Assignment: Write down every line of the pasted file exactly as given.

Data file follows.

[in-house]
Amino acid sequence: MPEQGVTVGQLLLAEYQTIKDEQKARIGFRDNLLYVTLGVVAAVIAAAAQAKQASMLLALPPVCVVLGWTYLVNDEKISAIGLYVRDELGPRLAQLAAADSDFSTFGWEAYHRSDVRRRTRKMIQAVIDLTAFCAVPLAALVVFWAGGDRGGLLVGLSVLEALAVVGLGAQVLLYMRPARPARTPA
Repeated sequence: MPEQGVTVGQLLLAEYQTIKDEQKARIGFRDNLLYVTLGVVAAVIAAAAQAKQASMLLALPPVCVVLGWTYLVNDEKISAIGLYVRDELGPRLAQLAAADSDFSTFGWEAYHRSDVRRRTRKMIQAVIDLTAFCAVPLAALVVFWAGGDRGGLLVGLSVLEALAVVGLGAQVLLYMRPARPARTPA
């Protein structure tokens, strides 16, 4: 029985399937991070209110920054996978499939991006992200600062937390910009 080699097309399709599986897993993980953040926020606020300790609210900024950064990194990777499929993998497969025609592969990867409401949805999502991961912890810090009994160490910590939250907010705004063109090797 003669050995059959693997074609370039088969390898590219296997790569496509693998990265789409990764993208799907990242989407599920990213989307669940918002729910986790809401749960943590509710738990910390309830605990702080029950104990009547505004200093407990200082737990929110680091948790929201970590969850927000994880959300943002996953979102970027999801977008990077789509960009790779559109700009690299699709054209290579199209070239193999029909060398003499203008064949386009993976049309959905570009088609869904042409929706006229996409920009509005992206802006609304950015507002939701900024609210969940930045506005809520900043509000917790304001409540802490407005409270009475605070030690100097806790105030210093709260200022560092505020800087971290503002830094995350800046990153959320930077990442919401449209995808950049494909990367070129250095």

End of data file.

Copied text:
[in-house]
Amino acid sequence: MPEQGVTVGQLLLAEYQTIKDEQKARIGFRDNLLYVTLGVVAAVIAAAAQAKQASMLLALPPVCVVLGWTYLVNDEKISAIGLYVRDELGPRLAQLAAADSDFSTFGWEAYHRSDVRRRTRKMIQAVIDLTAFCAVPLAALVVFWAGGDRGGLLVGLSVLEALAVVGLGAQVLLYMRPARPARTPA
Repeated sequence: MPEQGVTVGQLLLAEYQTIKDEQKARIGFRDNLLYVTLGVVAAVIAAAAQAKQASMLLALPPVCVVLGWTYLVNDEKISAIGLYVRDELGPRLAQLAAADSDFSTFGWEAYHRSDVRRRTRKMIQAVIDLTAFCAVPLAALVVFWAGGDRGGLLVGLSVLEALAVVGLGAQVLLYMRPARPARTPA
């Protein structure tokens, strides 16, 4: 029985399937991070209110920054996978499939991006992200600062937390910009 080699097309399709599986897993993980953040926020606020300790609210900024950064990194990777499929993998497969025609592969990867409401949805999502991961912890810090009994160490910590939250907010705004063109090797 003669050995059959693997074609370039088969390898590219296997790569496509693998990265789409990764993208799907990242989407599920990213989307669940918002729910986790809401749960943590509710738990910390309830605990702080029950104990009547505004200093407990200082737990929110680091948790929201970590969850927000994880959300943002996953979102970027999801977008990077789509960009790779559109700009690299699709054209290579199209070239193999029909060398003499203008064949386009993976049309959905570009088609869904042409929706006229996409920009509005992206802006609304950015507002939701900024609210969940930045506005809520900043509000917790304001409540802490407005409270009475605070030690100097806790105030210093709260200022560092505020800087971290503002830094995350800046990153959320930077990442919401449209995808950049494909990367070129250095």